I’ve enjoyed writing about the Drobo experience last month. I hope some of you enjoyed reading it. I’ve decided to keep posting about some of my tussles with the technology of digital photography. Jerry Pournelle used to call his column in Byte “Chaos Manor”. I think I’ll call mine “The Bleeding Edge.” It’s not that I plan to be very far ahead of the curve in my use of technology, but you can get figurative blood on your hands even without consciously being a heat seeker. When things go smoothly, I probably won’t write about it.
It all started when I had a bunch of photographs in Lightroom that needed a little touch of Photoshop. The first one worked just fine. The second one was a little slower. On the third one, things really bogged down. I found the disk light on the front of the computer (why are they making these things smaller and dimmer?) and, sure enough, it was swapping. I checked the memory settings I of Photoshop, and they looked OK. I shut down Lightroom. Photoshop hummed right along. I shut down Photoshop. Lightroom’s response was positively zippy. Conclusion: not enough main memory.
Over the last few months, I’ve gotten used to using Lightroom for browsing, minor editing, sorting, printing, and web publishing. In fact, I haven’t been using Photoshop much at all. Now that I have a group of pictures that need Photoshop’s abilities, I don’t want to give up the use of Lightroom. Neither program is easy on memory. To use both of them simultaneously, I needed more RAM.
For my main computer, I’ve been using a Dell XPS 710 that I bought about 20 months ago. At that time, 64-bit operating systems were still uncommon. They had spotty driver support. Users weren’t all that happy. I figured I’d wait for things to steady down in the 64-bit world, so I opted for 32-bit Vista. (Vista wasn’t without its tribulations, but that’s another story.) Vista 32, like all 32-bit OSs, is limited to directly addressing a bit over 3 GB of RAM. I ordered the XPS with more memory than the OS could use, but, as of a few weeks ago, that wasn’t enough. So, I needed a 64-bit OS.
That meant I needed a new computer. Sure, I could probably cram some more RAM into my old computer, wipe out the OS, and start over. But that’s a lengthy process, and I don’t want to lose the use of my computer that long. I could partition the OS drive, install a boot manager, and alternately boot to the old and the new OS. I’ve done this in the past, and I’ve not have great experience with the process. I usually replace my main computer every two or three years. I figured I’d just do this replacement a little early.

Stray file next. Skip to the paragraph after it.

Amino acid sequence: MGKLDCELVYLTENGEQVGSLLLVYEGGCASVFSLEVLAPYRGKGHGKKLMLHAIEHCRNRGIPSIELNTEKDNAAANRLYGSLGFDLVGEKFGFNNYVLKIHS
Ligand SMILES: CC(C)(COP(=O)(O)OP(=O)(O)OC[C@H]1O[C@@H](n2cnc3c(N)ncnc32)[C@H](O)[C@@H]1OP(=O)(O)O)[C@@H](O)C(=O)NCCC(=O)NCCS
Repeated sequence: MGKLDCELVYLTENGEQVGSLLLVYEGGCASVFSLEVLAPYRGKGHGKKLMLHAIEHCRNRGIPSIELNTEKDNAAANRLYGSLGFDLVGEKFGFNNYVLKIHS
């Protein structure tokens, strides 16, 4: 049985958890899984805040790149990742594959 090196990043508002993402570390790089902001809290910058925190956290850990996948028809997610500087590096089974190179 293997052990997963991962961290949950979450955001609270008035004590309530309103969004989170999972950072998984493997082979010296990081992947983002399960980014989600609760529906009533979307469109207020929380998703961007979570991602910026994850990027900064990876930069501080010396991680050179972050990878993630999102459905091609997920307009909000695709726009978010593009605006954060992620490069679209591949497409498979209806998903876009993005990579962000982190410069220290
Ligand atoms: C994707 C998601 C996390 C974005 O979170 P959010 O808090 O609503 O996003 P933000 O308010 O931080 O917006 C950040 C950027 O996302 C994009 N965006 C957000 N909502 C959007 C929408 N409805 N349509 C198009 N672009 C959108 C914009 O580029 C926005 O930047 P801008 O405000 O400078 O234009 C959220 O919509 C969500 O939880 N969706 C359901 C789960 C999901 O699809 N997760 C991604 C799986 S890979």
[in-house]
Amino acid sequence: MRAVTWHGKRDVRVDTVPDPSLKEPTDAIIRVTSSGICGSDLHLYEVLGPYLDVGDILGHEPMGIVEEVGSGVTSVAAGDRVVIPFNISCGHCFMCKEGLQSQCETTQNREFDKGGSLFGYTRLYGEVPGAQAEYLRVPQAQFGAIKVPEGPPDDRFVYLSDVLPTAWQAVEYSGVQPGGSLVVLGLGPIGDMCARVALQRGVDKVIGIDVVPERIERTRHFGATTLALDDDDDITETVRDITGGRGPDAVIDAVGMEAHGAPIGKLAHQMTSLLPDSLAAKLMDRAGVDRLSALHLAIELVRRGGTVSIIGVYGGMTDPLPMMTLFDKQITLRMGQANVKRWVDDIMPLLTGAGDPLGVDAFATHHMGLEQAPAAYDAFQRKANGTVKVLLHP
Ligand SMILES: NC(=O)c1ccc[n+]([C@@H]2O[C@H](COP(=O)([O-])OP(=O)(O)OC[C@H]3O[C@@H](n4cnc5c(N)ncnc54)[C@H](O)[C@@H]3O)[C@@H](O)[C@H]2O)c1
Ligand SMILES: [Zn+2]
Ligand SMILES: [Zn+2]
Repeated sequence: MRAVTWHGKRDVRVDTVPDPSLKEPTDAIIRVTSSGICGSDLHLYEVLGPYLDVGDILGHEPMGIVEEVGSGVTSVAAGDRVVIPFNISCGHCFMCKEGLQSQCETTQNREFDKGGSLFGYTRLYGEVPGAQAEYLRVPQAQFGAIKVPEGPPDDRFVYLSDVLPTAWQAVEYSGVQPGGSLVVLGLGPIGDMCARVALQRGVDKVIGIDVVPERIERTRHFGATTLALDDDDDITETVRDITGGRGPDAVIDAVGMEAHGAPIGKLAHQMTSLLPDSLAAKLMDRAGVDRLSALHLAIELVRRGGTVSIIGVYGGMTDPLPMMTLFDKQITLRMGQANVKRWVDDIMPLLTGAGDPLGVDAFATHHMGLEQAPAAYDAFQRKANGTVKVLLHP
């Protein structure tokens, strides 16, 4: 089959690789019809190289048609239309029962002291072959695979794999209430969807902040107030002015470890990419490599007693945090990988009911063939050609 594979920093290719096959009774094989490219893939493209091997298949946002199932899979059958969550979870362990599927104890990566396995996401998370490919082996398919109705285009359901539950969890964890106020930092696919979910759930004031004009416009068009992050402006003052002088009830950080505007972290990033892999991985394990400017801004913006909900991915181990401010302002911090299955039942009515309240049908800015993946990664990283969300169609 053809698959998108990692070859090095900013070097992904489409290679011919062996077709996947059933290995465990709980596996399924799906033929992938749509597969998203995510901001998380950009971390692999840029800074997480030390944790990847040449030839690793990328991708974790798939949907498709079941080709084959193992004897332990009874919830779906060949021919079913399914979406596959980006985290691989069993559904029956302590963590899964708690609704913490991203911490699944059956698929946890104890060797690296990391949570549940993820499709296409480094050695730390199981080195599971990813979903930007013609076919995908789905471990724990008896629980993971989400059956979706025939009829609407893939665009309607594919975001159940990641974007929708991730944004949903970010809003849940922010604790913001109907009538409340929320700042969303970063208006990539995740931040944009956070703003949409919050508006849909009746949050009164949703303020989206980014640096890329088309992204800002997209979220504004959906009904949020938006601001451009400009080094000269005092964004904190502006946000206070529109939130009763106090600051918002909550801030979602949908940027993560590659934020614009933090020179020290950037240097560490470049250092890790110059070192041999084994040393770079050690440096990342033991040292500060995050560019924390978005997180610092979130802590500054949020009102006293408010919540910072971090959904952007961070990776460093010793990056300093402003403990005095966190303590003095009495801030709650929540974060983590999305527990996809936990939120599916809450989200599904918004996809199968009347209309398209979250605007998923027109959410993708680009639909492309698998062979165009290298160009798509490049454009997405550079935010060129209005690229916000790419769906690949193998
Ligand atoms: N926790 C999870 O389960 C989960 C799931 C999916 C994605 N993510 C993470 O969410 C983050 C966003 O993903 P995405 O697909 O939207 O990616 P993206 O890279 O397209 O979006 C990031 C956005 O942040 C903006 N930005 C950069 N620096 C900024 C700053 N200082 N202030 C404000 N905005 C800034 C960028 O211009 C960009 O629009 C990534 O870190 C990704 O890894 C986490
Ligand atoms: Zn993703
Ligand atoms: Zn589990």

For the past six or seven years, I’ve been getting water-cooled gaming computers for photographic editing. They were both quiet and powerful. In the last couple of years, industrial workstations have gotten pretty darned quiet, so that’s what I bought this time. Generally, workstations can handle more RAM than gaming computers, and you’re not paying for fancy case designs and colorful LED lighting. On the downside, you nearly always get Xeon processors in workstations, and I’m not sure they’re worth the extra cost.
As long as I was upgrading, I wanted a little margin for future growth, so I started looking for a 16GB machine. I found likely candidates at both hp and Dell. I’d had good experience with Dell’s on-site service in the past, so I favored their computer. But Dell wanted $1500 more for the memory than hp, which seemed outrageous. I called them up and whined, and they knocked $1500 off the price, making the two machines pretty much a wash. I bought the Dell, spec’ing a middling-clock-rate quad-core Xeon, and springing for the 12 MB of cache. I got a single 1 TB SATA drive, and 512 MB of RAM in the graphics card.
As I was finalizing my order, the Dell rep announced that they were going to send along a couple of freebies: a color laser printer and a backup device. Neither was of much use to me. I asked if I could get a bigger discount, but they said that I could take the freebies or not, but they wouldn’t knock anything further off the price. Both the printer and the backup device are notable for the high cost of consumables relative to the cost of the hardware. That coupled with the fact that they wouldn’t trade them for a bigger discount makes me think that they were shipping me the hardware believing that they’d make their costs back on my eventual purchase of consumables.
Next: Setting up the new machine.